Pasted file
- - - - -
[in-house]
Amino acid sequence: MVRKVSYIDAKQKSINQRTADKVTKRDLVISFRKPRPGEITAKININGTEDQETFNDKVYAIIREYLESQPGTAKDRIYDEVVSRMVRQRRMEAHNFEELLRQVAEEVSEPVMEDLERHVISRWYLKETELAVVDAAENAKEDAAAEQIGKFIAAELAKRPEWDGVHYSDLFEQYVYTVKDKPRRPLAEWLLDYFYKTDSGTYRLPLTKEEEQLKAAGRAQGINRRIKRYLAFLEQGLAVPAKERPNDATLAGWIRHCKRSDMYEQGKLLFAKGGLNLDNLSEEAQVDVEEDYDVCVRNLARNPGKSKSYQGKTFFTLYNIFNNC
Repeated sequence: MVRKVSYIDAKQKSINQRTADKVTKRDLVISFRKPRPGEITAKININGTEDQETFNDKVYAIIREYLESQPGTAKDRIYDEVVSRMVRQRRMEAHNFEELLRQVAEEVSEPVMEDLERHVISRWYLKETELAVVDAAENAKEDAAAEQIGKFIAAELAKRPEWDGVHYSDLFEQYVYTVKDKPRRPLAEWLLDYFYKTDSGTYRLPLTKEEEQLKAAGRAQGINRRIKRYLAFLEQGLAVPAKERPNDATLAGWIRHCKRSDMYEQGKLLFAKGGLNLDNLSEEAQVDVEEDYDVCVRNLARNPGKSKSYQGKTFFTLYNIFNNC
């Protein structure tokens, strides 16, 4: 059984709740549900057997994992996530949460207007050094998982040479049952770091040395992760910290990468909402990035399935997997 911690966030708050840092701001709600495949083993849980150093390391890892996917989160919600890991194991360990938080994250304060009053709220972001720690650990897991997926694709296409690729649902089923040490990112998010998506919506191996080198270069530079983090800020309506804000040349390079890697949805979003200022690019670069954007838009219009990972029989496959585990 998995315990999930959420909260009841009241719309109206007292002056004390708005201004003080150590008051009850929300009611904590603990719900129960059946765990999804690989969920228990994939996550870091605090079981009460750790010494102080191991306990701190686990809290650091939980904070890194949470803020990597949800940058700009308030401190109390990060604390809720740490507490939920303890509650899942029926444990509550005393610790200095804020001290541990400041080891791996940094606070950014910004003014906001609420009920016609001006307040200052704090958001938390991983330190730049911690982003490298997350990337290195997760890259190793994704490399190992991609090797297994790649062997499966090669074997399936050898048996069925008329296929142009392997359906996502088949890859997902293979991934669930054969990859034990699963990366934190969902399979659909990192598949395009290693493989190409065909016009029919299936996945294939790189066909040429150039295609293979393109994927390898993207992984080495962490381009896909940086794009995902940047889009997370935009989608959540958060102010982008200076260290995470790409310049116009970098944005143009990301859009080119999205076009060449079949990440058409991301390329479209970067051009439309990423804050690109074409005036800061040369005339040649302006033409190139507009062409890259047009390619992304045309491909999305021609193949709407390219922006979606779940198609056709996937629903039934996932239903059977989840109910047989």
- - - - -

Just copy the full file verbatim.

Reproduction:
[in-house]
Amino acid sequence: MVRKVSYIDAKQKSINQRTADKVTKRDLVISFRKPRPGEITAKININGTEDQETFNDKVYAIIREYLESQPGTAKDRIYDEVVSRMVRQRRMEAHNFEELLRQVAEEVSEPVMEDLERHVISRWYLKETELAVVDAAENAKEDAAAEQIGKFIAAELAKRPEWDGVHYSDLFEQYVYTVKDKPRRPLAEWLLDYFYKTDSGTYRLPLTKEEEQLKAAGRAQGINRRIKRYLAFLEQGLAVPAKERPNDATLAGWIRHCKRSDMYEQGKLLFAKGGLNLDNLSEEAQVDVEEDYDVCVRNLARNPGKSKSYQGKTFFTLYNIFNNC
Repeated sequence: MVRKVSYIDAKQKSINQRTADKVTKRDLVISFRKPRPGEITAKININGTEDQETFNDKVYAIIREYLESQPGTAKDRIYDEVVSRMVRQRRMEAHNFEELLRQVAEEVSEPVMEDLERHVISRWYLKETELAVVDAAENAKEDAAAEQIGKFIAAELAKRPEWDGVHYSDLFEQYVYTVKDKPRRPLAEWLLDYFYKTDSGTYRLPLTKEEEQLKAAGRAQGINRRIKRYLAFLEQGLAVPAKERPNDATLAGWIRHCKRSDMYEQGKLLFAKGGLNLDNLSEEAQVDVEEDYDVCVRNLARNPGKSKSYQGKTFFTLYNIFNNC
């Protein structure tokens, strides 16, 4: 059984709740549900057997994992996530949460207007050094998982040479049952770091040395992760910290990468909402990035399935997997 911690966030708050840092701001709600495949083993849980150093390391890892996917989160919600890991194991360990938080994250304060009053709220972001720690650990897991997926694709296409690729649902089923040490990112998010998506919506191996080198270069530079983090800020309506804000040349390079890697949805979003200022690019670069954007838009219009990972029989496959585990 998995315990999930959420909260009841009241719309109206007292002056004390708005201004003080150590008051009850929300009611904590603990719900129960059946765990999804690989969920228990994939996550870091605090079981009460750790010494102080191991306990701190686990809290650091939980904070890194949470803020990597949800940058700009308030401190109390990060604390809720740490507490939920303890509650899942029926444990509550005393610790200095804020001290541990400041080891791996940094606070950014910004003014906001609420009920016609001006307040200052704090958001938390991983330190730049911690982003490298997350990337290195997760890259190793994704490399190992991609090797297994790649062997499966090669074997399936050898048996069925008329296929142009392997359906996502088949890859997902293979991934669930054969990859034990699963990366934190969902399979659909990192598949395009290693493989190409065909016009029919299936996945294939790189066909040429150039295609293979393109994927390898993207992984080495962490381009896909940086794009995902940047889009997370935009989608959540958060102010982008200076260290995470790409310049116009970098944005143009990301859009080119999205076009060449079949990440058409991301390329479209970067051009439309990423804050690109074409005036800061040369005339040649302006033409190139507009062409890259047009390619992304045309491909999305021609193949709407390219922006979606779940198609056709996937629903039934996932239903059977989840109910047989």